The Chancery Court had jurisdiction over all matters of equity, including administration of estates, the guardianship of orphans, and disputed property disbursement. In Dickens? time, some cases could take years to be settled, changing the lives of those involved. Esther Summerson, a young woman raised in a tough and unloving atmosphere, is unexpectedly requested to be a companion to two teenage orphans, Richard Carstone and Ada Clare, for whom the court has appointed as guardian, John Jarndyce. They take up residence at Mr. Jarndyce?s home, Bleak House. The story of their lives and fortunes is the main thrust of the novel, and is related at times through the eyes of Esther, whose gentle point of view gives the reader a different and more intimate perspective. Richard is sure his fortune is ?just around the corner? when the case of Jarndyce-v-Jarndyce, of which he and Ada will be beneficiaries, is settled. He tries his hand at a career or two, but he becomes obsessed with hastening the probate of the willed fortune he feels must soon be theirs. Further difficulties arise when he and Ada fall in love, while he, penniless, continues the quest to bring his case to justice. A scriber of legal documents dies, and from his death, questions arise which unearth secrets that the Jarndyce?s neighbour, Lady Dedlock, has kept hidden for years. Inspector Bucket enters the case, and begins investigating the disappearance of Lady Dedlock. In the dirt poor part of London comes a young boy called Joe who claims to ?know noffink? but who has witnessed something very important. Several other colorful characters are wound into the story. Nearly insane Miss Flite, who for years has attended court every day, with her little folder of documents, is ever hopeful of a settlement. Mr. Boythorn is a boisterous friend of Jarndyce who has a vendetta with Sir Leicester Dedlock. The Jellyby Family, invariably on the verge of a disaster, is neglected by their Mother who is obsessed with an overseas project. The Smallweed family is mean and avaricious ? squeezing money from poor clients. Mr. Skimpole is the childlike captivating friend of Mr. Jarndyce who sees no harm in living off everybody else. Mr. Guppy fawns after Esther, and plots to steal documents with his friend Weevle. Mr. Woodcourt is a gentle surgeon and family friend, who becomes a hero. Since the writing of Bleak House, the property laws of England were changed, and disbursements were thenceforth conducted in court with the object of swiftly coming to a settlement for the benefit of inheritors. (Summary by Mil Nicholson)

Coffee Break Collection 010 – War and Conflict

This is the tenth collection of our "coffee break" series, involving public domain works that are between 3 and 15 minutes in length. These are great for work/study breaks, commutes, workouts, or any time you'd like to hear a whole story and only have a few minutes to devote to listening. The theme for this collection is "war and conflict" - From battles to pub brawls to divorce, studying human conflict has produced some of the most powerful pieces of writing. Summary by Rosie

Coffee Break Collection 011 – Science

This is the eleventh collection of our "coffee break" series, involving public domain works that are between 3 and 15 minutes in length. These are great for study breaks, commutes, workouts, or any time you'd like to hear a whole story and only have a few minutes to devote to listening. The theme for this collection is Science - The fascination with research, discovery, and experimentation has contributed to humanity's greatest feats. - Summary by Rosie

Coffee Break Collection 012 – The Performing Arts

This is the twelfth collection of our "coffee break" series, involving public domain works that are between 3 and 15 minutes in length. These are great for study breaks, commutes, workouts, or any time you'd like to hear a whole story and only have a few minutes to devote to listening. The theme for this collection is "The Performing Arts", with works about theatre, music, dance, and film! Summary by Rosie.

Consequences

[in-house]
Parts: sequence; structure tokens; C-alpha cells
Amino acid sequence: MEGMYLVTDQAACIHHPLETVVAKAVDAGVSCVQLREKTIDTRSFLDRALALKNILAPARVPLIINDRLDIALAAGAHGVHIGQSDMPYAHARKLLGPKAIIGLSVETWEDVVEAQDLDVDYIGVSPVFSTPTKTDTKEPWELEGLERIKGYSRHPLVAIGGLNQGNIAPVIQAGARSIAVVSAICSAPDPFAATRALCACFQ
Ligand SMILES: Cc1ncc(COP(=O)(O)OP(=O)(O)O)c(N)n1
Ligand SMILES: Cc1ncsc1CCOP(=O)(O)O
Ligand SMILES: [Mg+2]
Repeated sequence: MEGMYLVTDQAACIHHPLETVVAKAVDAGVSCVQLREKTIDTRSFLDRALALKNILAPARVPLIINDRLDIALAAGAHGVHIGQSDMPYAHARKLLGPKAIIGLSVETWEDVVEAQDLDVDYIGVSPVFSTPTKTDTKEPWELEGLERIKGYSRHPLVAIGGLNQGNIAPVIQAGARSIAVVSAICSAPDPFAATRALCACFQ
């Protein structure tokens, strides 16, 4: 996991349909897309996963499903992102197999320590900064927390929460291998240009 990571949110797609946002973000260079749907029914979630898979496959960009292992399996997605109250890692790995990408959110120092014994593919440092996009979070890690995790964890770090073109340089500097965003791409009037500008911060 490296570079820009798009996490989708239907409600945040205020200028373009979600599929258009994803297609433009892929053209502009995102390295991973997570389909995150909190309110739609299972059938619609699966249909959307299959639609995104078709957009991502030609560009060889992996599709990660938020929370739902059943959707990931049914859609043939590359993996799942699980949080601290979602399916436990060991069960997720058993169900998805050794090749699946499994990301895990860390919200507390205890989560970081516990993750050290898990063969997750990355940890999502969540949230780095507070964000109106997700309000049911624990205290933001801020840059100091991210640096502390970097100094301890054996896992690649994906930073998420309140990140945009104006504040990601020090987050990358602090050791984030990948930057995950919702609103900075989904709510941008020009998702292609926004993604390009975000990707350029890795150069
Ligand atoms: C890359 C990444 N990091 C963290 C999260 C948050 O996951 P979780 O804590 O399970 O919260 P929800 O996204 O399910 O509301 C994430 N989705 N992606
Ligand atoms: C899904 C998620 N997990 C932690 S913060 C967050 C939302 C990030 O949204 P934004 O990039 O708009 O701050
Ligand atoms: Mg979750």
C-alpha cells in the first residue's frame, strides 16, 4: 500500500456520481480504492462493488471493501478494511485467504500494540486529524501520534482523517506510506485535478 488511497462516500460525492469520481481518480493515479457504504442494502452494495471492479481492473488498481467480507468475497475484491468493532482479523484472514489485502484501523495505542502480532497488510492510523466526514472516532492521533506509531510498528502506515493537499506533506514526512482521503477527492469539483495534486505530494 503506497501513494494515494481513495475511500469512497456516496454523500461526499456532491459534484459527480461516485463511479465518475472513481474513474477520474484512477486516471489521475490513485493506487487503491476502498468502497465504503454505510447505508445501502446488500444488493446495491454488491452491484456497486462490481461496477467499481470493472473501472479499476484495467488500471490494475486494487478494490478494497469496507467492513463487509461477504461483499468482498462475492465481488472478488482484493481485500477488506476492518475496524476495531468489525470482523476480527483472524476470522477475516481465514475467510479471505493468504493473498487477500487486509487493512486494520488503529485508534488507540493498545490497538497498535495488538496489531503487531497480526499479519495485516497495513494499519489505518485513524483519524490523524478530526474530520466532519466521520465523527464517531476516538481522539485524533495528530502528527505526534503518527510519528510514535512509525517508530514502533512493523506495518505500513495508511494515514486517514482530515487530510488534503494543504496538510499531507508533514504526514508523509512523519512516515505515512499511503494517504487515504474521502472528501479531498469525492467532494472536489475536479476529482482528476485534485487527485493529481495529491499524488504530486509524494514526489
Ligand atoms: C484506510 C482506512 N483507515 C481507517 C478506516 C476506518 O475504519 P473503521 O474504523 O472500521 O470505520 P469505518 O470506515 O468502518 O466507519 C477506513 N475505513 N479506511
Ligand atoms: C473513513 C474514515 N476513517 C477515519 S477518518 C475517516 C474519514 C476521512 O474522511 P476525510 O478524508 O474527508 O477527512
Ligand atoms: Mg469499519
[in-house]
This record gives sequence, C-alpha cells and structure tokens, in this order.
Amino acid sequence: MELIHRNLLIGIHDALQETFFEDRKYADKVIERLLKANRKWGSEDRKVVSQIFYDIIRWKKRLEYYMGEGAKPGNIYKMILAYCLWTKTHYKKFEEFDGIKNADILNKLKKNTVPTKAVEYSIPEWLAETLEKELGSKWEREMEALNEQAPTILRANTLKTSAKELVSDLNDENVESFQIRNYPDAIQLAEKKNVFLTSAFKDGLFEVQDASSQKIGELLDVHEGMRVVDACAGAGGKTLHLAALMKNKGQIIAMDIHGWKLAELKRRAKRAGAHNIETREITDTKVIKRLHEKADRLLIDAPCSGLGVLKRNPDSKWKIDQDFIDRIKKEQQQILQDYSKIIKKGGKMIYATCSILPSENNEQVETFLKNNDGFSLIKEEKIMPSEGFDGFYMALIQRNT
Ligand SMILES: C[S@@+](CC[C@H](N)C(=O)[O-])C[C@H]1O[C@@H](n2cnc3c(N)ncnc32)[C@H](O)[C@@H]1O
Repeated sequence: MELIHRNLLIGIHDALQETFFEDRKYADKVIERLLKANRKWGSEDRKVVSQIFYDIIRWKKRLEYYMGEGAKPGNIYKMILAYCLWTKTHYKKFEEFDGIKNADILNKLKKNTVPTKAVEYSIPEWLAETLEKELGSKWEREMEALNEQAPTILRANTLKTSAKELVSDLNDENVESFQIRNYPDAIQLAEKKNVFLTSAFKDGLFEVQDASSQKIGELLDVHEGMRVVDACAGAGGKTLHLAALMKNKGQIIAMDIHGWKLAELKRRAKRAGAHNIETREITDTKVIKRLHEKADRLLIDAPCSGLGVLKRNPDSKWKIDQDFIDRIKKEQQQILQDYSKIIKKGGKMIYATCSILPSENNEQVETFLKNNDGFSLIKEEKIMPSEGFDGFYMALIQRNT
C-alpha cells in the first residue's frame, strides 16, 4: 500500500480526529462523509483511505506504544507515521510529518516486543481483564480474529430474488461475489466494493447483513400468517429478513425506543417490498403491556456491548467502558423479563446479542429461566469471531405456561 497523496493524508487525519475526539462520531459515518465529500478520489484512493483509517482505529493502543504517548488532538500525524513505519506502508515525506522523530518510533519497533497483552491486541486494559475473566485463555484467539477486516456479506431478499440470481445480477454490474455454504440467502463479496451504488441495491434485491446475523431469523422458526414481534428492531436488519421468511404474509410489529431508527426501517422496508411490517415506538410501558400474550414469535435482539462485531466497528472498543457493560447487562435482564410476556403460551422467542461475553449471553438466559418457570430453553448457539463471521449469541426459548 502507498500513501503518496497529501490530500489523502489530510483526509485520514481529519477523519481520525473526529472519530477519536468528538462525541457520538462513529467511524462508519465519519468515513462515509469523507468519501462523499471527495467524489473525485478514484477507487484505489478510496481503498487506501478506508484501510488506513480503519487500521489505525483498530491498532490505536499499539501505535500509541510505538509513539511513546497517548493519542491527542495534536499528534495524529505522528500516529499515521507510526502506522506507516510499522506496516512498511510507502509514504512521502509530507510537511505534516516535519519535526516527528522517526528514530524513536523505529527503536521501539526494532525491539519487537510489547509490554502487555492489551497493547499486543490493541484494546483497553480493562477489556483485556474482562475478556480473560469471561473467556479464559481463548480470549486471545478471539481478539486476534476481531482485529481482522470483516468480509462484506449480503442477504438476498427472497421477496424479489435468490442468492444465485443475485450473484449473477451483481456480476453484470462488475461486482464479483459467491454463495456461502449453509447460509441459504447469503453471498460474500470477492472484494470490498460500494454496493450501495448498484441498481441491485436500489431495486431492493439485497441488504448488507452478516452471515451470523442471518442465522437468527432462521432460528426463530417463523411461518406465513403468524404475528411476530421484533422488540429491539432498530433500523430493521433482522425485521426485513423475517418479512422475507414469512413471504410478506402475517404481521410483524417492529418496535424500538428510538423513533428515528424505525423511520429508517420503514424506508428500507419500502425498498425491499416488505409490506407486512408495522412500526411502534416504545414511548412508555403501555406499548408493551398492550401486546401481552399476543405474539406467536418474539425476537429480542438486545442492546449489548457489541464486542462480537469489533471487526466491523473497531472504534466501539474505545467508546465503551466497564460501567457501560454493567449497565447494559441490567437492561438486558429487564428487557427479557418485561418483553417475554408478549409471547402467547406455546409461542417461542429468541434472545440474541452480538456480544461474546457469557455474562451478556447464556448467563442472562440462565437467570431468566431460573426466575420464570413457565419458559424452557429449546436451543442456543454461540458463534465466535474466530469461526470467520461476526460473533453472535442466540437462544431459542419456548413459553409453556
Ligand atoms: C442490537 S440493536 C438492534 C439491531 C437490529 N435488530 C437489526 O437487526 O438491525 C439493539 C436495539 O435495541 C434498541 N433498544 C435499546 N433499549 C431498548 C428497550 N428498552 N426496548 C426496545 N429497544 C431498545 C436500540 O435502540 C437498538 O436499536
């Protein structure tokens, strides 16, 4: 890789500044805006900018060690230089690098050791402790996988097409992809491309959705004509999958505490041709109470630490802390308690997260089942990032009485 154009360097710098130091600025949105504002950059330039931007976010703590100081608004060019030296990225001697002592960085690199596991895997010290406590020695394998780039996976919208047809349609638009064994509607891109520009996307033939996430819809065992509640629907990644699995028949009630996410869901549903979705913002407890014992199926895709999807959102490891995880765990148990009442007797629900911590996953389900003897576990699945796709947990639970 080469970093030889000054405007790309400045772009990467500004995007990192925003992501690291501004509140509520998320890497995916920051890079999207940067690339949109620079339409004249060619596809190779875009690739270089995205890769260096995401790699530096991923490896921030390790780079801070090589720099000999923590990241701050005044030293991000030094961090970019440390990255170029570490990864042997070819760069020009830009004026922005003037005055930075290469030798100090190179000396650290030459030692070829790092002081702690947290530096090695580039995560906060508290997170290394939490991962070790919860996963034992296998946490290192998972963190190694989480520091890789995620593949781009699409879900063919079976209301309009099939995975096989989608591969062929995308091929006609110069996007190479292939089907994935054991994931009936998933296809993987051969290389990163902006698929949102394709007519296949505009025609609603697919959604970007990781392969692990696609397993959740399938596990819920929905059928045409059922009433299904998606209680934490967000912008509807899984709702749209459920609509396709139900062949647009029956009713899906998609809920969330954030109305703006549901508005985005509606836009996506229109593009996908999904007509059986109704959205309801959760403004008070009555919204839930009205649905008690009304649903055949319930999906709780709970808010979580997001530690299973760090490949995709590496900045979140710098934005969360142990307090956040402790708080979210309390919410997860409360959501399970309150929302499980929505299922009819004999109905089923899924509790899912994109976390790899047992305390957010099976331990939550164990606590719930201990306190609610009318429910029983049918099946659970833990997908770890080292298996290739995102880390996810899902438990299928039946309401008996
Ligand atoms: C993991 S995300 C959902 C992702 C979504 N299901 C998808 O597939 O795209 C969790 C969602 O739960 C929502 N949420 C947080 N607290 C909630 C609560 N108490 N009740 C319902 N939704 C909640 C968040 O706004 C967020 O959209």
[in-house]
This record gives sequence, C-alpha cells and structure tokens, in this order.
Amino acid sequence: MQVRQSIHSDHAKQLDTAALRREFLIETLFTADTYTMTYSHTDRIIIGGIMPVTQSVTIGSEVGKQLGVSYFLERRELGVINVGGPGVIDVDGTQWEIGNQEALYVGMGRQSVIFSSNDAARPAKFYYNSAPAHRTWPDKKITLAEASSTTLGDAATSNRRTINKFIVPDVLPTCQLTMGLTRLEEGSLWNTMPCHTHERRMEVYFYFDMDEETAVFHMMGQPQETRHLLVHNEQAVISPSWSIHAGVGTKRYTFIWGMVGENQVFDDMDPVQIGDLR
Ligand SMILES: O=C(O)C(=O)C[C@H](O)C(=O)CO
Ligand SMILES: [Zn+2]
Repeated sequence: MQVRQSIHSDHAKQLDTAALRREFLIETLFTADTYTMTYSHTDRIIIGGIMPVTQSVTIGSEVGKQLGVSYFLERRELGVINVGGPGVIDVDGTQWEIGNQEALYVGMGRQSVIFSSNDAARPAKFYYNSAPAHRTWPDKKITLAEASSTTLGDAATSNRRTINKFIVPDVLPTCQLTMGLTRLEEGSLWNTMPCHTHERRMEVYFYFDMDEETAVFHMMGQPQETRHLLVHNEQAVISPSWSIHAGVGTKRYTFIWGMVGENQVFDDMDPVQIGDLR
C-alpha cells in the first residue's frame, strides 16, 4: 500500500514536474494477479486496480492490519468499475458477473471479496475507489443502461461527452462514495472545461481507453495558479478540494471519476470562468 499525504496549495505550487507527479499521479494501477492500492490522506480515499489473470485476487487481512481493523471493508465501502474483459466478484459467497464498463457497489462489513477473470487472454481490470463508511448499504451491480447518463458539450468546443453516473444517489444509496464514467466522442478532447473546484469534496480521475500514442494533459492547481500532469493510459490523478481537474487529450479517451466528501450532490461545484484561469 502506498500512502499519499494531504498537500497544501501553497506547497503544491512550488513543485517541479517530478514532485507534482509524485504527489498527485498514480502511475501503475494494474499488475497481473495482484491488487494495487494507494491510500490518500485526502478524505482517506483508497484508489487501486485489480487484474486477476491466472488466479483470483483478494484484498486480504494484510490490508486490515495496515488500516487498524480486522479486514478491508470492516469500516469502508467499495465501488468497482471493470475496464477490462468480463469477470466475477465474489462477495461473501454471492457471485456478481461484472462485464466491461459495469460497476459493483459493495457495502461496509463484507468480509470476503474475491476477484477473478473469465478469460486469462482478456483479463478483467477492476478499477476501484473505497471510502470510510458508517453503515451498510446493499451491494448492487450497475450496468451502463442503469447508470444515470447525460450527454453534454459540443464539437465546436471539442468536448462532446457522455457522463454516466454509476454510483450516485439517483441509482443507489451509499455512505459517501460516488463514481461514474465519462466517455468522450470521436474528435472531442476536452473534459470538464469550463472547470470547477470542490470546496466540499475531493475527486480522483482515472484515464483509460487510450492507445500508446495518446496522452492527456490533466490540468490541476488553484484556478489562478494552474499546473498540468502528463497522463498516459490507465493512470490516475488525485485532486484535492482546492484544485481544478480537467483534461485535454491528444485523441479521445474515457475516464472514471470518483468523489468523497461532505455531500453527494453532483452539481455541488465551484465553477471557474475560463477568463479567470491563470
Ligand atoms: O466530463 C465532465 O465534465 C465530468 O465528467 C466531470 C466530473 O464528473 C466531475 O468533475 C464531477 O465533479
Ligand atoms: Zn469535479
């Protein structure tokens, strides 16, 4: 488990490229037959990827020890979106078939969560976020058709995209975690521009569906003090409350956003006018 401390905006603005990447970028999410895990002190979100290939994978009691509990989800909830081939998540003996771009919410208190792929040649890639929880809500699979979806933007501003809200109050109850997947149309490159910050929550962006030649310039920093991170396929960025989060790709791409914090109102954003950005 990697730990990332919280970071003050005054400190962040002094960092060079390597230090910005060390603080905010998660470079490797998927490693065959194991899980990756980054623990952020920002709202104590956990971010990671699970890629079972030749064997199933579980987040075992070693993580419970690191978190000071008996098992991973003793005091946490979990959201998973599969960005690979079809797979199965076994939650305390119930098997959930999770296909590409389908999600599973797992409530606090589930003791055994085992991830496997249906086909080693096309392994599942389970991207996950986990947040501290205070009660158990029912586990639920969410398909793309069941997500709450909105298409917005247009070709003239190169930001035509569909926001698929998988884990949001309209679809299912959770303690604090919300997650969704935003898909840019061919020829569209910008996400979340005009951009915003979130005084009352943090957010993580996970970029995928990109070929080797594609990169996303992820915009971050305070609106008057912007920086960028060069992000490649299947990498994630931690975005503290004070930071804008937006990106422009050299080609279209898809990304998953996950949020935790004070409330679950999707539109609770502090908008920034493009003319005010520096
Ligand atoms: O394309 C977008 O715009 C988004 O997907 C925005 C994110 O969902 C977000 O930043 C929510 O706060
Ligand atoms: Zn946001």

Set in late Victorian England, ?Consequences? follows the life of Alexandra Clare, a girl born into an upper class Catholic London family. Raised from birth for the privileged life of a wife and mother, Alexandra never quite fits in with her or her family?s expectations and fails at seemingly everything she tries ? school, the marriage market, family life.

Contending Forces

Pauline Elizabeth Hopkins, despite an impressive record of productivity and creativity as a novelist, playwright, short fiction writer, editor, actress, and singer, is an African-American woman writer who has essentially been consigned to the dustbins of American literary history. Though contemporary with Frances Ellen Watkins Harper, Charles W. Chesnutt, and Paul Laurence Dunbar, Hopkins is only now beginning to receive the kind of critical attention that Harper has enjoyed for a slightly longer period and that Chesnutt and Dunbar have always had. Hopkins had work published in several genres, but her reputation today rests primarily upon Contending Forces: A Romance Illustrative of Negro Life North and South, the novel she published in 1900. (Introduction by Margaret)

Cousin Phillis

Cousin Phillis (1864) is a novel by Elizabeth Gaskell about Paul Manning, a youth of seventeen who moves to the country and befriends his mother's family and his second cousin Phillis Holman, who is confused by her own placement at the edge of adolescence. Most critics agree that Cousin Phillis is Gaskell's crowning achievement in the short novel. The story is uncomplicated; its virtues are in the manner of its development and telling. (Summary by Wikipedia)

Cranford

Cranford is the best-known novel of the 19th century English writer Elizabeth Gaskell. It was first published in 1851 as a serial in the magazine Household Words, which was edited by Charles Dickens. The fictional town of Cranford is closely modelled on Knutsford in Cheshire, which Mrs Gaskell knew well. The book has little in the way of plot and is more a series of episodes in the lives of Mary Smith and her friends, Miss Matty and Miss Deborah, two spinster sisters. The "major" event in the story is the return to Cranford of their long-lost brother, Peter, which in itself is only a minor portion of the work... (Summary by Wikipedia)

Cranford (version 2)

Cranford is set in a small market town populated largely by a number of respectable ladies. It tells of their secrets and foibles, their gossip and their romances as they face the challenges of dealing with new inhabitants to their society and innovations to their settled existence. It was first published between 1851 and 1853 as episodes in Charles Dickens? Journal Household Words. Appended to this recording is a short sequel, The Cage at Cranford, written ten years later and published in the journal All the Year Round. In a letter to Mrs. Gaskell, Charlotte Bronte wrote: ?Thank you for your letter, it was as pleasant as a quiet chat, as welcome as spring showers, as reviving as a friend?s visit; in short, it was very like a page of Cranford.?... Cranford is a genteel and humorous look at Victorian society by Elizabeth Gaskell, and is quite a change from her more gritty novels like Mary Barton or North and South. (Summary by Noel Badrian)